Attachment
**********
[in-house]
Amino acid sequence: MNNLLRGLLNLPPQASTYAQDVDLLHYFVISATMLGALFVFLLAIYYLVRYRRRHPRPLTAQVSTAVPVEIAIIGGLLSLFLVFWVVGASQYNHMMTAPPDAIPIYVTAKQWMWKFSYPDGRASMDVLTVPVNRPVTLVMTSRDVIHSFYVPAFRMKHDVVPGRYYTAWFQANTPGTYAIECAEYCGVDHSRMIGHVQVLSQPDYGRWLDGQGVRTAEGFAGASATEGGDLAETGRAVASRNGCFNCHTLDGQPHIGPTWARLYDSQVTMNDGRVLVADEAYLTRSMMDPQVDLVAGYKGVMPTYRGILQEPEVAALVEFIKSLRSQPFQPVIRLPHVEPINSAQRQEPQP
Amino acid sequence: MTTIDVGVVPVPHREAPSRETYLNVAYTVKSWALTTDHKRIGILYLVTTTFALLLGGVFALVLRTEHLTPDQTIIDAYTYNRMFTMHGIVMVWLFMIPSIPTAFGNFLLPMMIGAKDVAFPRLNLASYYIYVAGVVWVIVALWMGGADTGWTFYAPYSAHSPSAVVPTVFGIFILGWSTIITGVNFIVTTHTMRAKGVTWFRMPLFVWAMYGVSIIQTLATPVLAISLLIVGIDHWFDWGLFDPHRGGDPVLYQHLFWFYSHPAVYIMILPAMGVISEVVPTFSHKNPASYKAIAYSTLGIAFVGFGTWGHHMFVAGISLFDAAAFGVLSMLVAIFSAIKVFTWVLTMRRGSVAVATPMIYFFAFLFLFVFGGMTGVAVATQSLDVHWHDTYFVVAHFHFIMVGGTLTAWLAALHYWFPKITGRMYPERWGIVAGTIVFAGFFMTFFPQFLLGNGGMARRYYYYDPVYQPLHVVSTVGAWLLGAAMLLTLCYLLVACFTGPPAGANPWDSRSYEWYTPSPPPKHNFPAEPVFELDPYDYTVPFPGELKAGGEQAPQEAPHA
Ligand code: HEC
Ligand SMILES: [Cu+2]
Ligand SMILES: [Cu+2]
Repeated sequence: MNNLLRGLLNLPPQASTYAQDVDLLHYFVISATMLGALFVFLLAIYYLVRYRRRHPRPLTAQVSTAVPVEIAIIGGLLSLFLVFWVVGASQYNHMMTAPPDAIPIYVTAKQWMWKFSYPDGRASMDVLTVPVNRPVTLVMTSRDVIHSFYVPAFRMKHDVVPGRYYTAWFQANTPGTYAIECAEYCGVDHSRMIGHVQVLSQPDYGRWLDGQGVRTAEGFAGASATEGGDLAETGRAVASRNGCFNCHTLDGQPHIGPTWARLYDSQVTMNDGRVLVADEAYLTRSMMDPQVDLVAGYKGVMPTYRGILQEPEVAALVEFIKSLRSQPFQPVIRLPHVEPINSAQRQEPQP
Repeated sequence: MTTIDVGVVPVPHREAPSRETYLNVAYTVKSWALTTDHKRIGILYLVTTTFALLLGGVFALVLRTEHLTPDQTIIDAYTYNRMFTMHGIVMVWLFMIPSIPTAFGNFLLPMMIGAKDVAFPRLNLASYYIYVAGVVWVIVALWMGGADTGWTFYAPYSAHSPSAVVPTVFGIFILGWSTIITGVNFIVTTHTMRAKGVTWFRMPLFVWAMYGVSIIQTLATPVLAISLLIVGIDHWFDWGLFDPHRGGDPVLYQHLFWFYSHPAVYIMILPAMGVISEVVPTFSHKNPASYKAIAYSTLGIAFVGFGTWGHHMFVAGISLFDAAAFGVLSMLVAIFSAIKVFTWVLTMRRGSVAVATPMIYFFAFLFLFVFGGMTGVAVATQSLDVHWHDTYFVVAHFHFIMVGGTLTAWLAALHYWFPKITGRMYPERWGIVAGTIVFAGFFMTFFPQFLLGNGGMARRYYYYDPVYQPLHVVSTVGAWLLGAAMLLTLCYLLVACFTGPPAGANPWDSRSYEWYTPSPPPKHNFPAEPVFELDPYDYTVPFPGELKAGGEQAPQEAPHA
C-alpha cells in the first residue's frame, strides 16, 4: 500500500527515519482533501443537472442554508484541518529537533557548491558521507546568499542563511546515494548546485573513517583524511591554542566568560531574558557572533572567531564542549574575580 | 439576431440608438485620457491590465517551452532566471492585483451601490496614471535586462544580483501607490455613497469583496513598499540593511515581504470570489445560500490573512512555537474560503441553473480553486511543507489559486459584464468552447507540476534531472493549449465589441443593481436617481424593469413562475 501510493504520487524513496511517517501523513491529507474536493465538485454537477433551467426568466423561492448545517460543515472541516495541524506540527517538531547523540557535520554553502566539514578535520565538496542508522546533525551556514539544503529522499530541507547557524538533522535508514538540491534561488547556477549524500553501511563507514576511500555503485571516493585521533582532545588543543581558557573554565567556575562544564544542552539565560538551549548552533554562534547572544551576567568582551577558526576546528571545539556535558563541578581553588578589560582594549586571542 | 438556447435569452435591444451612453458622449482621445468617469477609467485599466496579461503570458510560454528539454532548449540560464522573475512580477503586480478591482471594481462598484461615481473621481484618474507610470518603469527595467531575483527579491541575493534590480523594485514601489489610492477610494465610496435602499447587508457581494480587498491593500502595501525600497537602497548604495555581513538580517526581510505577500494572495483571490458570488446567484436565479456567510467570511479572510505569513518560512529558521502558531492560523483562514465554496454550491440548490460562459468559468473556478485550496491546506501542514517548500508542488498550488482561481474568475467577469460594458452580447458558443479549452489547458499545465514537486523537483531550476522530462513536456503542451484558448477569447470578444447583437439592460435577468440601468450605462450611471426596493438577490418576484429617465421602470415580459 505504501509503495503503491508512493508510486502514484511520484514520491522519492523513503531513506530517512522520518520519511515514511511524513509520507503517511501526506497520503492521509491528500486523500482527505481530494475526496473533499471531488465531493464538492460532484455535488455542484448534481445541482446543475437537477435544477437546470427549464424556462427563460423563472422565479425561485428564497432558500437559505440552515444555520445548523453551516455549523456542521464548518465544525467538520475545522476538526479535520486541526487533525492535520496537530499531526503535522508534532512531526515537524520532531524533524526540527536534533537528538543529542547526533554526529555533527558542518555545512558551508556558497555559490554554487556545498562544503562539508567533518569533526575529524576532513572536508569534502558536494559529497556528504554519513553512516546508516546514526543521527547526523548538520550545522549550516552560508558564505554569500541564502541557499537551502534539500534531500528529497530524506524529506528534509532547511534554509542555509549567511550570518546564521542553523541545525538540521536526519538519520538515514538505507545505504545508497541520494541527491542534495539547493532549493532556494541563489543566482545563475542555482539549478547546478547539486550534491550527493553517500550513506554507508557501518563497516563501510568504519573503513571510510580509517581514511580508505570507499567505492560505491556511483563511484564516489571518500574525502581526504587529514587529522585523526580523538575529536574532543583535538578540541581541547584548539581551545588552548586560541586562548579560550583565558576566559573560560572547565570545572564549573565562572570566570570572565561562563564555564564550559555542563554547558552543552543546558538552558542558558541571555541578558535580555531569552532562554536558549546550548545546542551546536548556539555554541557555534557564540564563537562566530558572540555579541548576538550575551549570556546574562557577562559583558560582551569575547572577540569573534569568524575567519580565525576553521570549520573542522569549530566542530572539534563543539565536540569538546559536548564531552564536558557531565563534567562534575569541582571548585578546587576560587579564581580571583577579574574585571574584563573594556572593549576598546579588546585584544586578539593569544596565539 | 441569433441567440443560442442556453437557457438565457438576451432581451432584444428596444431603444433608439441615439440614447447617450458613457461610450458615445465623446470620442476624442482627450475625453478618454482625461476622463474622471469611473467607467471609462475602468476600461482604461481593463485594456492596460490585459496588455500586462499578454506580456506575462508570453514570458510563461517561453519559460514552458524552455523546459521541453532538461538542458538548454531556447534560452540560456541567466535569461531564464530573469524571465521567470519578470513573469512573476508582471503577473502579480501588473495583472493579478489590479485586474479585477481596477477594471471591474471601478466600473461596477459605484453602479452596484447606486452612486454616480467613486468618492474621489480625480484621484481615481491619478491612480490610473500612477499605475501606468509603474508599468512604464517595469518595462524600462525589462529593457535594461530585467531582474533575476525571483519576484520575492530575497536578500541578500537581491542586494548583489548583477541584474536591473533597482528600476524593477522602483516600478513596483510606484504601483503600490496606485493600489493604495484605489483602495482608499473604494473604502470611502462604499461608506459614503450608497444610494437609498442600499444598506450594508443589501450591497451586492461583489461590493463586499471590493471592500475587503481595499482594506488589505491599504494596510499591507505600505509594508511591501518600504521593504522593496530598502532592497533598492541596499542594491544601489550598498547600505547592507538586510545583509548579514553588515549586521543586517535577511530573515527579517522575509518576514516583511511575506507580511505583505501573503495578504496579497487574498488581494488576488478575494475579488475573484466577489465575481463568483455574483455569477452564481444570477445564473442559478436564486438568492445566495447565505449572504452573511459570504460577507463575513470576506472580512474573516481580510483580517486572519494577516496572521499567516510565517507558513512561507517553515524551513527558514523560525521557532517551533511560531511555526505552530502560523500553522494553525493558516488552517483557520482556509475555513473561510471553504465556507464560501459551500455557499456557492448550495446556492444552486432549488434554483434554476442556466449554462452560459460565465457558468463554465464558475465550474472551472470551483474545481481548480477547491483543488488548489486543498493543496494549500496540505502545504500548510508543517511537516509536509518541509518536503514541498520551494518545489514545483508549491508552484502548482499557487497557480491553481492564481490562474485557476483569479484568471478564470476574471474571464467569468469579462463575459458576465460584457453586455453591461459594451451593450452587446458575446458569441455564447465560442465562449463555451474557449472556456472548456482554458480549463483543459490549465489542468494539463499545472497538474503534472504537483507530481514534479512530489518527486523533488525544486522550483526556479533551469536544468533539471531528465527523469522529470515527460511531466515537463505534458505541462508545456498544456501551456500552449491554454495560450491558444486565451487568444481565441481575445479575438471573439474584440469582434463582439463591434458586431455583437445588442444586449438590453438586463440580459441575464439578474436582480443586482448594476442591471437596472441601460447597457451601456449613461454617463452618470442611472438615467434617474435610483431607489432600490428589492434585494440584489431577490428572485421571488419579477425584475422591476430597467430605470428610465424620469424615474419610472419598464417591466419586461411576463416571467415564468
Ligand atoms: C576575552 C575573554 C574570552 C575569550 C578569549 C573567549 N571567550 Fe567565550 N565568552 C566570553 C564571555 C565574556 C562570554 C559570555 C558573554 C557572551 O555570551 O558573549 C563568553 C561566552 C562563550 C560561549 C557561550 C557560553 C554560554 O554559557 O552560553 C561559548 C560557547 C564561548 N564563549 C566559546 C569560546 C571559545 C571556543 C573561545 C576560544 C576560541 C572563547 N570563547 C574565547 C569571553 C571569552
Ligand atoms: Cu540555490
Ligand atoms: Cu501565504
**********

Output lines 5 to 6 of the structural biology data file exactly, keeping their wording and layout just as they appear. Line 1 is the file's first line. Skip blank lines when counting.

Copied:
Ligand SMILES: [Cu+2]
Ligand SMILES: [Cu+2]